Last updated on December 6th, 2017 at 10:56 pm
In this episode, you’ll learn how to make your consulting website far more persuasive using social proof.
The website used in this example is Inscape Consulting.[Slides]
Welcome to Consulting Website Design 005: Social Proof.
In today’s episode, I’m going to give you a quick primer on social proof and how to use it on your consulting website.
One of the reasons I really like this consulting website is how Greg, the founder, uses social proof throughout the website.
As I scroll through it, you can see that we have some professional photography at the top, we have some client logos, we have some feature logos here, we have a slider for testimonials, and at the end we have some neat little counter section to show his prospects some of the numbers in the business.
The combination of these social proof elements make the website, and his business looks far more persuasive and credible.
To illustrate the point, I’m going to strip away these social proof elements, and then compare it to the original.
First I’m going to get rid of the logo section.
And then I’m going to this headshot as well as the “As Seen On” images.
Next I’m going to get rid of the testimonial section.
Finally, I’m going to get rid of the counter section.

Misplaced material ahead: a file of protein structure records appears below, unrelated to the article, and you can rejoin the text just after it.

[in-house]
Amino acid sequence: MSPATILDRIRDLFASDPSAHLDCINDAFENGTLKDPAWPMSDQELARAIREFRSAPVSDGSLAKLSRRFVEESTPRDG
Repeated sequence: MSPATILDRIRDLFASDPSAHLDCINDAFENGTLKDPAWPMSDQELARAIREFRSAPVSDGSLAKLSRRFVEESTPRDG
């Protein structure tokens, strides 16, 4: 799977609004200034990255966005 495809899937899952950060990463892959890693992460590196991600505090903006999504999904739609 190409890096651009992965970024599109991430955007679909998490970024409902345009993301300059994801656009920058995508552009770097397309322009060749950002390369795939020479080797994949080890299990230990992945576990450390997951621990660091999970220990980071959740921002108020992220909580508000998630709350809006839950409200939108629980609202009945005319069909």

Let’s start from the top.
So when I scroll through this again, notice how it’s not nearly as persuasive and compelling as the original, and that’s because it’s lacking that social proof.
Now the original.
Again, the original is far more persuasive than how I removed it because who you work with and what people say about you is critical in your marketing as a consultant.
This quote, taken from a Nielson-Norman Group article, explains the power of social proof:
Occasionally, in usability studies, users tell us that they don’t care about user reviews, they don’t trust other people’s opinions, and they make all of their decisions based totally on their own independent perspective. Unfortunately, thousands of psychology studies prove this “lone wolf” theory to be quite false — another example of why we should base design decisions on what users do rather than what they say.
Social-psychology studies have repeatedly indicated our conscious and unconscious reliance on each other for cues in almost all decisions that we make.
It’s easy to think that you aren’t affected by social proof, but it’s baked into your nature as a human being.
If any of you have read Robert Cialdini’s great book, Influence, you’ll know that Social Proof is one of the 6 principles of persuasion.
And when it comes to your website, you want to put these principles of persuasion to the test.
If more people click on his various CTAs — the download button for his lead magnet — because of the social proof he has on his website, then it’s a great design decision to include all of these elements on his website.
Today’s action step is really simple: beef up your website with some social proof.
Use a mixture of testimonials, client logos, features, and some design elements throughout your consulting website to make it more persuasive.